Thursday, March 31, 2011

Eggs, Eggs, Eggs!

What a very exciting week at BRI – four Peregrine Falcon eggs and, for the first time in two years, an egg at the eagle nest. Thank you to all the BRI Peregrinecam watchers on the online community for documenting each egg. You captured some amazing pictures of peregrine behavior.

This image of a nest exchange was posted to the BRI online community by Thomas.

This peregrine pair is very consistent. Two years in a row the female has produced her first egg on March 18th followed by three more eggs approximately 48 hours apart. This year the first arrived about 9:00 am. The second egg was laid about 3:00 pm on March 20th. The third and fourth eggs arrived in the early morningof March 23rd and March 25th.

Before each egg was laid, the female displayed typical egg laying behavior. She appeared to be somewhat agitated, laying down, standing up and laying down again as if trying to get comfortable. Peregrines, like all birds, can control each of their feathers and you rarely see them looking ruffled. Just before laying each egg, though, the female seemed to be sitting on her legs with her feathers puffed up.

As BRI Peregrinecam watchers have observed, the peregrines do not begin incubating the eggs consistently until the penultimate or last egg is laid. Last year many cam watchers were concerned that the eggs were left uncovered for long periods of time. I checked the weather for this week in 2010 found that temperatures during that week ranged from highs over 50 degrees to lows of 40 degrees. Perhaps last year’s warm temperatures explain why the adults did not spend long periods incubating the eggs until the last one was laid. This year the adults seem to be doing a fine job of protecting the eggs from this year’s cool temperatures (highs have been in the 40s with lows in the teens). Interestingly, early on in development eggs are relatively cold hardy and can withstand periods of exposure depending on the outdoor temperature. Later in the season as the embryo develops hot temperatures can pose a problem for embryo survival. One possible benefit of this peregrine pair's scrape location is that is well-protected from mid-day sun.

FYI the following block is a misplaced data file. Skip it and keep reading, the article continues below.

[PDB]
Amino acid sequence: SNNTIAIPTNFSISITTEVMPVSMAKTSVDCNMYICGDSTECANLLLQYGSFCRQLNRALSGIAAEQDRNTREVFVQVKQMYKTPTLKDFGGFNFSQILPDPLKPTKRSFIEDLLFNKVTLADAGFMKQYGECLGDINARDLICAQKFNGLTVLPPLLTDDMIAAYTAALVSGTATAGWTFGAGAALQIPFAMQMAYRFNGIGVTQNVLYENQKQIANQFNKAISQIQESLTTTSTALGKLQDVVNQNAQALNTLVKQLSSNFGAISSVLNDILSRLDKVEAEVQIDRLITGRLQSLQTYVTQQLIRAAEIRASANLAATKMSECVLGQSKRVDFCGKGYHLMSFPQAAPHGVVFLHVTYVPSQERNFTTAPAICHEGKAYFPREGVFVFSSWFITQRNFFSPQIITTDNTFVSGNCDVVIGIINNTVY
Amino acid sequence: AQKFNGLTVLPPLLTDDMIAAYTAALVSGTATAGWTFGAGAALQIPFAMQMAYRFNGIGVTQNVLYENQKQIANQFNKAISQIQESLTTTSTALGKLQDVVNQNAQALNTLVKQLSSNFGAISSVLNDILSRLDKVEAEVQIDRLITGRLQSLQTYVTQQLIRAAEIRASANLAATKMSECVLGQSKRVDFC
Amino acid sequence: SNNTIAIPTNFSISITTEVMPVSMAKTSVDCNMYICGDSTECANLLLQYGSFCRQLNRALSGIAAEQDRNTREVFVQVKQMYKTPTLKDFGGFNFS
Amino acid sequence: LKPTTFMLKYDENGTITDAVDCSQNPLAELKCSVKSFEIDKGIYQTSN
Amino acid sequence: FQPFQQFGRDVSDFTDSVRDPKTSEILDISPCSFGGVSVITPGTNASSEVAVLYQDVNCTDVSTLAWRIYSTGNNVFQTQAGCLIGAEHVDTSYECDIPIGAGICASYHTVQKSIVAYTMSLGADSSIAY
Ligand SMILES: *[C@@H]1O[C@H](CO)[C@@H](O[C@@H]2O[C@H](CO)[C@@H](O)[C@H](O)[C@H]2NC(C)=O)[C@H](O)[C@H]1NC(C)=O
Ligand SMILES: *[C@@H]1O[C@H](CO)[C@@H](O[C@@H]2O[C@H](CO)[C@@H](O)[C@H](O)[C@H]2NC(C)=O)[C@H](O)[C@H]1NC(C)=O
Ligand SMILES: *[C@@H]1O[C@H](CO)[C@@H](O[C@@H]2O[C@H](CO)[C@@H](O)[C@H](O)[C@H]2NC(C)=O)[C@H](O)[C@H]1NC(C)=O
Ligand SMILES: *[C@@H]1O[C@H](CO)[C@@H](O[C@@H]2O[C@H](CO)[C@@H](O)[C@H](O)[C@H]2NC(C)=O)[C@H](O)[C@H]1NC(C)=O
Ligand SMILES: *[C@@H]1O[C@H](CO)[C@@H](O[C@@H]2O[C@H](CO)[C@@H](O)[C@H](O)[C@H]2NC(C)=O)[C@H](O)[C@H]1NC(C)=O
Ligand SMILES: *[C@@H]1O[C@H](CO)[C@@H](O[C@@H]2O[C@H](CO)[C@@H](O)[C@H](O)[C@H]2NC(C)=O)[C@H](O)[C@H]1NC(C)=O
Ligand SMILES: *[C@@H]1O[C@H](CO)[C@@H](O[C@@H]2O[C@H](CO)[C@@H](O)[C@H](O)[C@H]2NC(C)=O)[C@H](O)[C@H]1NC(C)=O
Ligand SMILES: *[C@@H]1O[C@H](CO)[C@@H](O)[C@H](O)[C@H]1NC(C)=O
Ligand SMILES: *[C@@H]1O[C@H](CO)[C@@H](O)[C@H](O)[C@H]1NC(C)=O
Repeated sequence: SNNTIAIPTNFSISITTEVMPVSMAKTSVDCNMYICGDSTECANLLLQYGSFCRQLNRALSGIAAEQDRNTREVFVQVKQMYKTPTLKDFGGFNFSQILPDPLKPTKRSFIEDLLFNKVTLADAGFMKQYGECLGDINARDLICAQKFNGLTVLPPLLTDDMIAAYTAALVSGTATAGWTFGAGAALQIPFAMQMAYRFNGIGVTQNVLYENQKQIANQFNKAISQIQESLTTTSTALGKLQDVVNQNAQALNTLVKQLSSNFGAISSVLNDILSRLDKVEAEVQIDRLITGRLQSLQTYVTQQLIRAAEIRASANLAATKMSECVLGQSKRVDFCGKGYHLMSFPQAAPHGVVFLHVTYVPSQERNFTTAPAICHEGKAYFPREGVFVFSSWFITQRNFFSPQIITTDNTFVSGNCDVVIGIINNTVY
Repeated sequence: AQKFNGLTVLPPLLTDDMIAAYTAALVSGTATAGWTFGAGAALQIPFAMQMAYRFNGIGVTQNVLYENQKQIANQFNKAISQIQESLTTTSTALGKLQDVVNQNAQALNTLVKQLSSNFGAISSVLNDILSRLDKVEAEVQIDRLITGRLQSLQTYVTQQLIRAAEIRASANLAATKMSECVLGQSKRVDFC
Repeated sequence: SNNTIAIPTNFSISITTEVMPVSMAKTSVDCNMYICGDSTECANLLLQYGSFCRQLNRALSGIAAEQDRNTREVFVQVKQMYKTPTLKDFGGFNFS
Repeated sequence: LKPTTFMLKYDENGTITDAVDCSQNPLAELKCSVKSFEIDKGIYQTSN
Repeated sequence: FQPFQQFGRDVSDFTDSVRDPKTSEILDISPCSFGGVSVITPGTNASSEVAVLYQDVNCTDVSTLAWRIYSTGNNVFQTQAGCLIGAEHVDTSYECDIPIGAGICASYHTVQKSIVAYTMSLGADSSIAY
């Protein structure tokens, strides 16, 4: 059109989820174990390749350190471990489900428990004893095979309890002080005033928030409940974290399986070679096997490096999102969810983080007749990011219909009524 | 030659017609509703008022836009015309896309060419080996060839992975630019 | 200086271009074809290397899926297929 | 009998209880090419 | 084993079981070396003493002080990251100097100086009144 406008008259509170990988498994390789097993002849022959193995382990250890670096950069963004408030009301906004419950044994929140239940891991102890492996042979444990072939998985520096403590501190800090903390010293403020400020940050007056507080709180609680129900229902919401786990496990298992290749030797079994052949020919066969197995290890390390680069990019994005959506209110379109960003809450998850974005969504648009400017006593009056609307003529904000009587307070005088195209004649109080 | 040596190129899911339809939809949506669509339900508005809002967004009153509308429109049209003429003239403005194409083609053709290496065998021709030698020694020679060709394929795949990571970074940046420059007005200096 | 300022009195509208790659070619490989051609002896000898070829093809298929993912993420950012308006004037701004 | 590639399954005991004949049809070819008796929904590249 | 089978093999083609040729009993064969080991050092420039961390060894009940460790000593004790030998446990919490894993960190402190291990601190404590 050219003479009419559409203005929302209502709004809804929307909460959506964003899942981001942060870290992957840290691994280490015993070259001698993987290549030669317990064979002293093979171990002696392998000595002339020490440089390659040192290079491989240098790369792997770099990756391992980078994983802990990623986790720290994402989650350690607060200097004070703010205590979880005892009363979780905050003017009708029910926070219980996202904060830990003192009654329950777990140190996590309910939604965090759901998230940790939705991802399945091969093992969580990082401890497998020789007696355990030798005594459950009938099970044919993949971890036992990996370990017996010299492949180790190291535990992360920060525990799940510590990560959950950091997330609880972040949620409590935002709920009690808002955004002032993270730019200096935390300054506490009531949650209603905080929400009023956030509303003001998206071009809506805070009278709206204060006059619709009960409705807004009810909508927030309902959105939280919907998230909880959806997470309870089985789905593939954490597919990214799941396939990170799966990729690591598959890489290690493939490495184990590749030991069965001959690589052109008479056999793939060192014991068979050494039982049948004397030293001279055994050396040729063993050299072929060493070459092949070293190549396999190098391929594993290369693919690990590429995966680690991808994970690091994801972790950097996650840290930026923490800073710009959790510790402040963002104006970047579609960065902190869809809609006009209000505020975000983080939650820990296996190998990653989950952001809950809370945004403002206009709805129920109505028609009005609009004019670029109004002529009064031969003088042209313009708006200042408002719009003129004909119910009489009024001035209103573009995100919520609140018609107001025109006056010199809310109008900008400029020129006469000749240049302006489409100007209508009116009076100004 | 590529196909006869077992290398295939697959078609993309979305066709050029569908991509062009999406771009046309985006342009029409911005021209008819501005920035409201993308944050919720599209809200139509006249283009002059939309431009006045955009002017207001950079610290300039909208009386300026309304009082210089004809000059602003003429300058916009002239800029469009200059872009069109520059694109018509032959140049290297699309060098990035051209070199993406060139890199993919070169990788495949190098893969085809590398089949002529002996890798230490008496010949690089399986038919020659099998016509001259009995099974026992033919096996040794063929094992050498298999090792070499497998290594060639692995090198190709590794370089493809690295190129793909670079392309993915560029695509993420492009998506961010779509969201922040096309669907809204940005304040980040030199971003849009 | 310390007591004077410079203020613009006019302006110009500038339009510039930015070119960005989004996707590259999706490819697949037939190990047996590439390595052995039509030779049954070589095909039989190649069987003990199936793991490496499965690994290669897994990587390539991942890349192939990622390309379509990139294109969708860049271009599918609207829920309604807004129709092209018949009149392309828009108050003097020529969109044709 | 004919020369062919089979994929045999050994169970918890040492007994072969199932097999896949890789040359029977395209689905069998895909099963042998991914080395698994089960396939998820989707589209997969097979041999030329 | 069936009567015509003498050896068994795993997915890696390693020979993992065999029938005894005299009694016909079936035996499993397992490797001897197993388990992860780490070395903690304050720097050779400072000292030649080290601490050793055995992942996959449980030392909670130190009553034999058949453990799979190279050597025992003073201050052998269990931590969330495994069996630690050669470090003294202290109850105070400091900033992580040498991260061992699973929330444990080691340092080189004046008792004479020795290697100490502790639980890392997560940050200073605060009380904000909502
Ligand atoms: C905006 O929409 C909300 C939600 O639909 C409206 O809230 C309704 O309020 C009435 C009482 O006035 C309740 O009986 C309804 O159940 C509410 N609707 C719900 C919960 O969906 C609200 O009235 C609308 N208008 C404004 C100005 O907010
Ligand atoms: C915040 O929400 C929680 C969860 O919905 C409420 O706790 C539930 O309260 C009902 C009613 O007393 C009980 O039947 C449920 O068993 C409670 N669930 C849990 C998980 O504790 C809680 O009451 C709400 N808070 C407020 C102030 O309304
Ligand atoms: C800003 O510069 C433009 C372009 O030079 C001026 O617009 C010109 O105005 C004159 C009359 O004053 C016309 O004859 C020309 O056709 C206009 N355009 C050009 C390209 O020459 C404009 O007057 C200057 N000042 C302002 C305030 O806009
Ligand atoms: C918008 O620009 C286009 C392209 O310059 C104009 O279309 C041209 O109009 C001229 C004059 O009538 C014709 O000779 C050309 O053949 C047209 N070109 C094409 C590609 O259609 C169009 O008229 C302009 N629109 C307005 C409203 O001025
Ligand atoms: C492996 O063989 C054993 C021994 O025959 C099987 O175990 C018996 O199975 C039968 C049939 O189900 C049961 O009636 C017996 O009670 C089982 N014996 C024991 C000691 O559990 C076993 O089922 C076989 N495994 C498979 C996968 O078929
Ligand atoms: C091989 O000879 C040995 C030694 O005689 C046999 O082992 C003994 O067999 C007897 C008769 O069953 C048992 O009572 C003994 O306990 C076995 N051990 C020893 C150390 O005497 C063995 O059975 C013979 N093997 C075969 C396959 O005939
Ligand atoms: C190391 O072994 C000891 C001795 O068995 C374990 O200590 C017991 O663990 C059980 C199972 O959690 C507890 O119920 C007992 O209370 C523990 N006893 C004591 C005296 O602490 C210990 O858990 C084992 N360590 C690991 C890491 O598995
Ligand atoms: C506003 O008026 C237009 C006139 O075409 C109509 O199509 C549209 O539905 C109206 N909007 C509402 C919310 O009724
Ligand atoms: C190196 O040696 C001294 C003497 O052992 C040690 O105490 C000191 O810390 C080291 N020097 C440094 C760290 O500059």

Now the wait begins. The eggs should hatch the week of April 27 (approximately 34 days after the last egg was laid). Let’s hope for another successful season for these wonderful birds.

Thanks for joining in the conversation and enjoying the BRI Peregrinecam. To keep up with daily activities please visit us in our online community by clicking here.

Happy falcon watching,
Kate Rotroff
BRI Peregrinecam Ambassador

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